Hoffman, Padres were equally great in 1998

Most voters believed closer deserved Cy Young Award

Hoffman, Padres were equally great in 1998

If 1996 was exciting for the Padres, closer Trevor Hoffman and the baseball fans of San Diego, then 1998 was off the charts.

"The 1998 season was the pinnacle," Hoffman said recently while reflecting on his Hall of Fame-worthy career.

"We had so many great players. We were stacked in the outfield, strong at the corners and had a horse behind the plate in Carlos Hernandez. And the starting pitching led by Kevin Brown, Andy Ashby and Joey Hamilton, and in the playoffs Sterling Hitchcock, was exceptional.

"Guys were unselfish in the bullpen. We checked our egos at the door. We had a lot of leaders, totally unselfish in their roles like Mark Sweeney. It was a truly great team and season."

The misfortune of those 1998 Padres -- like the 1984 edition against Detroit -- was to run into a team in the World Series that is ranked among the top dozen in the history of the game. Come the World Series, the Padres were swept by the New York Yankees.

But that didn't diminish at all what the Padres and Hoffman did in 1998.

The Padres set a franchise record with 98 wins and won their third National League West title by 9 1/2 games before defeating Houston and Atlanta en route to their second NL championship.

Left fielder Greg Vaughn -- who had 50 home runs, 119 RBIs and 112 runs scored -- was the only Padre to have a career year offensively in 1998. But every Padre regular had an on-base percentage of over .300.

"We created runs," recalled Hoffman. "We were great at scoring exactly when we needed to score. Like we talked about, everyone was picking up everyone else. I don't think [shortstop] Chris Gomez had a lot of RBIs, but I remember him driving in a lot of game-winning runs. The entire team played that way."

The 1998 Padres won a lot of close games. And close games meant a lot of opportunity for Hoffman, who did have a career year.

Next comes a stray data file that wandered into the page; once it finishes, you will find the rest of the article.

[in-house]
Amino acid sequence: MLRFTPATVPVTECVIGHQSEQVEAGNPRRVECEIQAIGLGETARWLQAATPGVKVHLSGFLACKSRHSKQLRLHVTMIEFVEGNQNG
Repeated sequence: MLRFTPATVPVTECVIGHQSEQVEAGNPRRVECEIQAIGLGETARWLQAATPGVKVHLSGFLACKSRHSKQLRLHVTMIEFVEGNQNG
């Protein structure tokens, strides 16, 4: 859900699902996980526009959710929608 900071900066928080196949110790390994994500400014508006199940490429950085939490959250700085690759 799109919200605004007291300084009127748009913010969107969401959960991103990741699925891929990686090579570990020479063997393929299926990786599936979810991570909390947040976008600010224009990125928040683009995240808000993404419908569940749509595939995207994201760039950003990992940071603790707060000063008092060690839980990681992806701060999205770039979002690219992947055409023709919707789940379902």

Hoffman had 54 save opportunities in 1998. He blew just one. His 53 saves tied the then NL record for saves in a season and was his career high. His 1.48 ERA was also the lowest of his career. Hoffman successfully converted 98.1 percent of his save chances in 1998. The Padres were 62-4 in games he pitched.

Hoffman pitched 73 innings over 66 games in 1998. He allowed 41 hits and 21 walks -- for a 0.849 WHIP -- with 86 strikeouts (or 10.6 per nine innings). Opposing hitters batted .165 against Hoffman. And his ERA in save situations was an incredible 0.49.

Hoffman placed second in the NL Cy Young Award voting for the first of two times in his career (he also placed second in 2006). And most felt he was robbed.

Tom Glavine of the Atlanta Braves won the award. But Hoffman had 13 first-place votes to Glavine's 11. Six voters left Hoffman off their ballots. Hoffman is one of two pitchers in the history of the award to not win the Cy Young after drawing more first-place votes.

In addition to placing second in the Cy Young Award voting, Hoffman was seventh in the NL Most Valuable Player voting.

The night of July 25, 1998, was particularly notable at Qualcomm Stadium. Hoffman's trot from the bullpen was accompanied by AC/DC's "Hell's Bells" for the first time. And on that night, Hoffman successfully converted his 41st straight save to tie a Major League record.

Hoffman struck out Houston's Moises Alou to preserve a 6-5 lead and tie the consecutive saves record. The next night, Alou homered off Hoffman to end the streak.

"That's the beauty of baseball right there," said Hoffman. "You can never get too high. Great checks and balances. It's both exhilarating and humbling. The highs and lows are what makes the game great. At some point, the game brings everyone to their knees."